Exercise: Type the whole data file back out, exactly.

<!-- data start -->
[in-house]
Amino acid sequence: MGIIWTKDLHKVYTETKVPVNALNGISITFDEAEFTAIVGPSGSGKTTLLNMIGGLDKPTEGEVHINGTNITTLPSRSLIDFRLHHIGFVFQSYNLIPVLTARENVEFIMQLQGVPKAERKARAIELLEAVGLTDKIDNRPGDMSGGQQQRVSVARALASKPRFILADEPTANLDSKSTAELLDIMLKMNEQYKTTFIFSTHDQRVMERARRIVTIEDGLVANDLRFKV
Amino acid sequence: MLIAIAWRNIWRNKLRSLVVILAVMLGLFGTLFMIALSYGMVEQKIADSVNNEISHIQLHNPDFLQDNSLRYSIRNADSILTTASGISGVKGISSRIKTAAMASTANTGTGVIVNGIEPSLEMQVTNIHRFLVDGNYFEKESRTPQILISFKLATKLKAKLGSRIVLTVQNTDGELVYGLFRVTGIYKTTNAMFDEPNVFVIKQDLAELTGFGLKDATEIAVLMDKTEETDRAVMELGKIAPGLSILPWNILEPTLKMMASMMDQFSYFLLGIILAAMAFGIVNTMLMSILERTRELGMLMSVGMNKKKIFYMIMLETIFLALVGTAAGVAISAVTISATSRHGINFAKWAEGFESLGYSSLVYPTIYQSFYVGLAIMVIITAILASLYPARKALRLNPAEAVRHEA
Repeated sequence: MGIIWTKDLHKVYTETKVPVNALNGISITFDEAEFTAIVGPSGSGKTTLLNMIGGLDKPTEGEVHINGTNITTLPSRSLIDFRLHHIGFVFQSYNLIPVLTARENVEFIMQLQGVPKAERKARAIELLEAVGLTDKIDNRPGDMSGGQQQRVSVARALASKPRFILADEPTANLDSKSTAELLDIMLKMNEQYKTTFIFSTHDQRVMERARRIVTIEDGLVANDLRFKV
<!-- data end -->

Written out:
[in-house]
Amino acid sequence: MGIIWTKDLHKVYTETKVPVNALNGISITFDEAEFTAIVGPSGSGKTTLLNMIGGLDKPTEGEVHINGTNITTLPSRSLIDFRLHHIGFVFQSYNLIPVLTARENVEFIMQLQGVPKAERKARAIELLEAVGLTDKIDNRPGDMSGGQQQRVSVARALASKPRFILADEPTANLDSKSTAELLDIMLKMNEQYKTTFIFSTHDQRVMERARRIVTIEDGLVANDLRFKV
Amino acid sequence: MLIAIAWRNIWRNKLRSLVVILAVMLGLFGTLFMIALSYGMVEQKIADSVNNEISHIQLHNPDFLQDNSLRYSIRNADSILTTASGISGVKGISSRIKTAAMASTANTGTGVIVNGIEPSLEMQVTNIHRFLVDGNYFEKESRTPQILISFKLATKLKAKLGSRIVLTVQNTDGELVYGLFRVTGIYKTTNAMFDEPNVFVIKQDLAELTGFGLKDATEIAVLMDKTEETDRAVMELGKIAPGLSILPWNILEPTLKMMASMMDQFSYFLLGIILAAMAFGIVNTMLMSILERTRELGMLMSVGMNKKKIFYMIMLETIFLALVGTAAGVAISAVTISATSRHGINFAKWAEGFESLGYSSLVYPTIYQSFYVGLAIMVIITAILASLYPARKALRLNPAEAVRHEA
Repeated sequence: MGIIWTKDLHKVYTETKVPVNALNGISITFDEAEFTAIVGPSGSGKTTLLNMIGGLDKPTEGEVHINGTNITTLPSRSLIDFRLHHIGFVFQSYNLIPVLTARENVEFIMQLQGVPKAERKARAIELLEAVGLTDKIDNRPGDMSGGQQQRVSVARALASKPRFILADEPTANLDSKSTAELLDIMLKMNEQYKTTFIFSTHDQRVMERARRIVTIEDGLVANDLRFKV